Monday, November 3, 2014

Talking about TV

Hi. I'm Lauren. And I know nothing about television.

Let me explain: Sometimes when I talk to other parents, they will tell me about the shows they or their children watch. And I have NO IDEA what they are talking about. I watch TV, but evidently, I don't watch what they are watching. I try to remember the names of the shows to look them up later, but I rarely do. Was it a reality show? Something you can only see online? I guess I'll never know.

What I do know is that after talking with these parents, I get the sense that no one is watching television together anymore. And this would explain why there seems to be fewer and fewer "family shows," those magical bits of television that everyone can sit down to watch together and enjoy.

This individualized programming is a result of tv-evolution: When we were young and only had one television set in the household which only got a few channels, then it made sense that the programming appealed to a broader audience. But as families consume media differently - on different screens and on different schedules, variety has become the norm.

So, what's a Mom to do? Keep up with her own shows as well as the ones her children watch to make sure the content is suitable? Multiple studies show that because the values shown on television have shifted over the last few decades, that the conversation around television has to shift as well. And yes, we should keep up with what the kids are watching.

I consider myself fortunate: At this point, my son still only watches cartoons or Sesame Street. And we've had the conversation around fantasy versus reality. But as he gets older and his taste in programming changes, then our discussion will have to change: Reality tv is not reality; or parents are not as dumb as they seem on that sitcom; or all young adults aren't living the glamorous life that is projected on that show.

In summation: We'll have to keep having the fantasy versus reality conversation as he gets older.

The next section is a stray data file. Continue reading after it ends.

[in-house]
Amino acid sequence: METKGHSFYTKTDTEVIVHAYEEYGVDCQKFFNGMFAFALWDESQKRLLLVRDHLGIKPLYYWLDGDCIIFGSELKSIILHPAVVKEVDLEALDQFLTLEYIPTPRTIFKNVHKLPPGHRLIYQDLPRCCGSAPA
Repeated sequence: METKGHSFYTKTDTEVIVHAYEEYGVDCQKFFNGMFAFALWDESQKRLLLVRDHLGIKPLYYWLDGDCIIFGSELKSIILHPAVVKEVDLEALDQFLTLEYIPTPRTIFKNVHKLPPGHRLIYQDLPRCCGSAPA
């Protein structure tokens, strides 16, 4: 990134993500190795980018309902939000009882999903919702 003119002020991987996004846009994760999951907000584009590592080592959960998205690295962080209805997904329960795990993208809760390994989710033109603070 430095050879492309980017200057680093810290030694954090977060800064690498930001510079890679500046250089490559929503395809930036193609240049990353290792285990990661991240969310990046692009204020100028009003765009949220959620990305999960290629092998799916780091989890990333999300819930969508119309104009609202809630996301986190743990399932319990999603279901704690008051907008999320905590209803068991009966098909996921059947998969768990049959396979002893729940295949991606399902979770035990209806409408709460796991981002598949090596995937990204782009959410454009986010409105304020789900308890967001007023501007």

What's your children's favorite television show right now? I probably haven't heard of it, but tell me about it in the comments. 


  1. My little one is addicted to Doc McStuffins at the moment. I love that it shows a females in the important role of doctor and that there is always a message about health. However, unlike a lot of parents I know, I do not let her have constant control of the TV. Partially this is because I want her to do more than veg out, but it is also because she needs to learn that we all have to share. She's only 2, so we haven't had many big discussions about TV, but my mother set a good example of how to use television programs as teachable moments. I don't know that we ever watched anything without her working it into some kind of life lesson! I think it's important that we teach our kids to not only understand that real life often doesn't sync up with what their being shown, but how to evaluate the messages that are being thrown at them from the media.

    1. Hi, Brandyn. The one good thing about all the show options out there is that you can still find quality programming that sets a great example. Thanks for sharing!

  2. Dog with a blog is my son's favorite show. I really don't let him watch much Disney Channel at all, because the kids are really snooty and the parents are plain stupid. Also, I noTice a difference in my son's behavior and word pheasing. So We mostly stick to the occasional movie. But i do watch dog with a blog with him sometimes. It allows for the "faa bta st vs. Reality" conversation to come up. I think in small doses, with conversation, he's able to learn more from it than if I were to just say "no I don't like that show, you can never ever watch it even though it ls age appropriate".
    Sure, someday there will be a show I will flat out not allow, but right now I'm comfortable with how were handling it.

    1. Hi, Bobbi. I've noticed the "parents are idiots" theme in a lot of tween programming. I am sure that is how tweens feel, but I don't really want that to be the example either. Thanks for chiming in!